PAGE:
A 1680 broadside ballad called A New Ballad of the Midwives Ghost tells a fantastical story of how a midwife haunted the house where she died until she was able to induce the new residents there to dig up the bones of some bastard children she had made away with and buried there. The final lines of the ballad insist upon the veracity of the tale and even that the children's bones may be seen for proof displayed at the Cheshire Cheese.
Charles Dickens had been known to use the establishment frequently, and it is alluded to in his A Tale of Two Cities: following Charles Darnay’s acquittal on charges of high treason, Sydney Carton invites him to dine, "drawing his arm through his own" Carton leads him to Fleet Street "up a covered way, into a tavern … where Charles Darnay was soon recruiting his strength with a good plain dinner and good wine". R. L. Stevenson mentions the Cheese in The Dynamiter (1885), 'a select society at the Cheshire Cheese engaged my evenings.' A Tale of Two Cities was in part the inspiration for the American children's book The Cheshire Cheese Cat by Carmen Agra Deedy, Randall Wright and Barry Moser, which is set in the pub.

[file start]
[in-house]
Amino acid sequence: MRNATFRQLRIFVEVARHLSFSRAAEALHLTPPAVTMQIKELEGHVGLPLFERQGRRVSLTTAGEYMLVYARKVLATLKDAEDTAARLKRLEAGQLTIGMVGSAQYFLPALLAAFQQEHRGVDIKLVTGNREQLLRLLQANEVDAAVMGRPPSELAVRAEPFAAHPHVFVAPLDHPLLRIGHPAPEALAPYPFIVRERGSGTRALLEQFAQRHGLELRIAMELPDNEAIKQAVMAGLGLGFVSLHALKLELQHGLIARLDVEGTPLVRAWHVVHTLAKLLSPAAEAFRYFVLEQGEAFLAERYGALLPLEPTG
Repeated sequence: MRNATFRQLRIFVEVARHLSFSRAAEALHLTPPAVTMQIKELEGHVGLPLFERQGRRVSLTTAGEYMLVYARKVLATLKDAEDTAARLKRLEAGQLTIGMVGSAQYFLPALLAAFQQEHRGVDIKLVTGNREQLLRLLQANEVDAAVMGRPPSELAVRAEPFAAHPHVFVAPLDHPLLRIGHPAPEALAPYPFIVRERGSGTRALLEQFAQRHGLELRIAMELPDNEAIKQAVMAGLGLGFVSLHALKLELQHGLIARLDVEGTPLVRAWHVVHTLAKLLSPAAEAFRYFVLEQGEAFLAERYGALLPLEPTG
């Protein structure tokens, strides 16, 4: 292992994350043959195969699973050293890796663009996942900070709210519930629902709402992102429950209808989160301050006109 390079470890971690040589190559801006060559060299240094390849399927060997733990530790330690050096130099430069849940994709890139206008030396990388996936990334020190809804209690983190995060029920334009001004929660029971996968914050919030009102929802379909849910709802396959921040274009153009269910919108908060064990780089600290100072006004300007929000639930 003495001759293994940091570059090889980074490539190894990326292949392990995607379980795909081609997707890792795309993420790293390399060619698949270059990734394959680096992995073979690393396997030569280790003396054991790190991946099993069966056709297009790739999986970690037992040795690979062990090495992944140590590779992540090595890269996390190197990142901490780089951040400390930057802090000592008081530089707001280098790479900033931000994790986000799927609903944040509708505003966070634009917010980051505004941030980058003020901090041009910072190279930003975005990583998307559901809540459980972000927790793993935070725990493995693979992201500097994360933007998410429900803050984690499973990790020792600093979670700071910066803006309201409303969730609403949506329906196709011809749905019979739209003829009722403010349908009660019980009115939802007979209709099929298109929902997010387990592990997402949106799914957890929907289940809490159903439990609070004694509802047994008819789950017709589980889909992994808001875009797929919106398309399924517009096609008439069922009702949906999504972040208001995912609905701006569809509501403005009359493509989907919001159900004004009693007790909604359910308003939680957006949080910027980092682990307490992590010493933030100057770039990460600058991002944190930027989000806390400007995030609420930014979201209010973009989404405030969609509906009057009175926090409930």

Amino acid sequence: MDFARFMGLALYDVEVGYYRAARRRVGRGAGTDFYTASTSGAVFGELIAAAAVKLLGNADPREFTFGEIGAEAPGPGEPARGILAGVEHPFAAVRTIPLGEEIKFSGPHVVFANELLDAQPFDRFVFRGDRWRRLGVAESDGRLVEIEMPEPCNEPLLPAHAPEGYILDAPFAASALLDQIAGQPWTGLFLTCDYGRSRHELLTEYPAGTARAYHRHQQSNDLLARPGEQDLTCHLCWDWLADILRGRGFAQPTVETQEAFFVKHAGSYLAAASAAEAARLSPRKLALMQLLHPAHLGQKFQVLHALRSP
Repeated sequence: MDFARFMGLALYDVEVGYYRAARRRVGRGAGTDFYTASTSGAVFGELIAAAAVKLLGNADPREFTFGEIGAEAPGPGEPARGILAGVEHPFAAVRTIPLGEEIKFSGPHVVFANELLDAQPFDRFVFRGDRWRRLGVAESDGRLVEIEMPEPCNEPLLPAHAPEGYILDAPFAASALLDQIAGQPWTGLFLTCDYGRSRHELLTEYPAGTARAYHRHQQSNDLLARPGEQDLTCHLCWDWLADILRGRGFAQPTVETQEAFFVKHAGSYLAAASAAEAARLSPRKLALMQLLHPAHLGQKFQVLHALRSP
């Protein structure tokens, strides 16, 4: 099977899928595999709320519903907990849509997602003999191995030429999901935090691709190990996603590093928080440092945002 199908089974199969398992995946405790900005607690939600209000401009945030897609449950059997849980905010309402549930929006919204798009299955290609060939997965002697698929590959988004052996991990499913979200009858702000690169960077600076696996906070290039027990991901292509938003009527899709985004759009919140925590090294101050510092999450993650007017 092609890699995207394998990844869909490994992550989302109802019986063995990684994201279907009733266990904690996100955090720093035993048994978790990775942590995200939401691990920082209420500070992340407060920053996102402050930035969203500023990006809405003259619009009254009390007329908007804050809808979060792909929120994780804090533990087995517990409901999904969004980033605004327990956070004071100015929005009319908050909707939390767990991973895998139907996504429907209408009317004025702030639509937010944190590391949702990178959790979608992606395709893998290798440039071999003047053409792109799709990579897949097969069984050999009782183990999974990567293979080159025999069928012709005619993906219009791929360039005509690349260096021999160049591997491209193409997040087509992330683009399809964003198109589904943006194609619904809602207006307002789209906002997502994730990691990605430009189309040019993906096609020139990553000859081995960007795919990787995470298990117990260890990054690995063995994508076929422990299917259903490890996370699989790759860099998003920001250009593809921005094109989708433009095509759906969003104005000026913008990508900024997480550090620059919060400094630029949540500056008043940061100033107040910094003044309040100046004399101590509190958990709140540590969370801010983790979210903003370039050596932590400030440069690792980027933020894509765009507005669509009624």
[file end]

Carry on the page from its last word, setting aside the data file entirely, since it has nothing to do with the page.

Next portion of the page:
The Cheshire Cheese pub appears in Anthony Trollope's novel Ralph the Heir, where one of the characters, Ontario Moggs, is described as speaking "with vigor at the debating club at the Cheshire Cheese in support of unions and the rights of man..."
Wodehouse, though so many of his characters were members of posh London clubs, often preferred the homey intimacy of the pub. In a letter to a friend he wrote, "Yesterday, I looked in at the Garrick at lunchtime, took one glance of loathing at the mob, and went off to lunch by myself at the Cheshire Cheese." The pub is mentioned by name in some of his books as well.
The Rhymers' Club was a group of London-based poets, founded in 1890 by W. B. Yeats and Ernest Rhys. Originally not much more than a dining club, it produced anthologies of poetry in 1892 and 1894. They met at the Cheshire Cheese and in the 'Domino Room' of the Café Royal.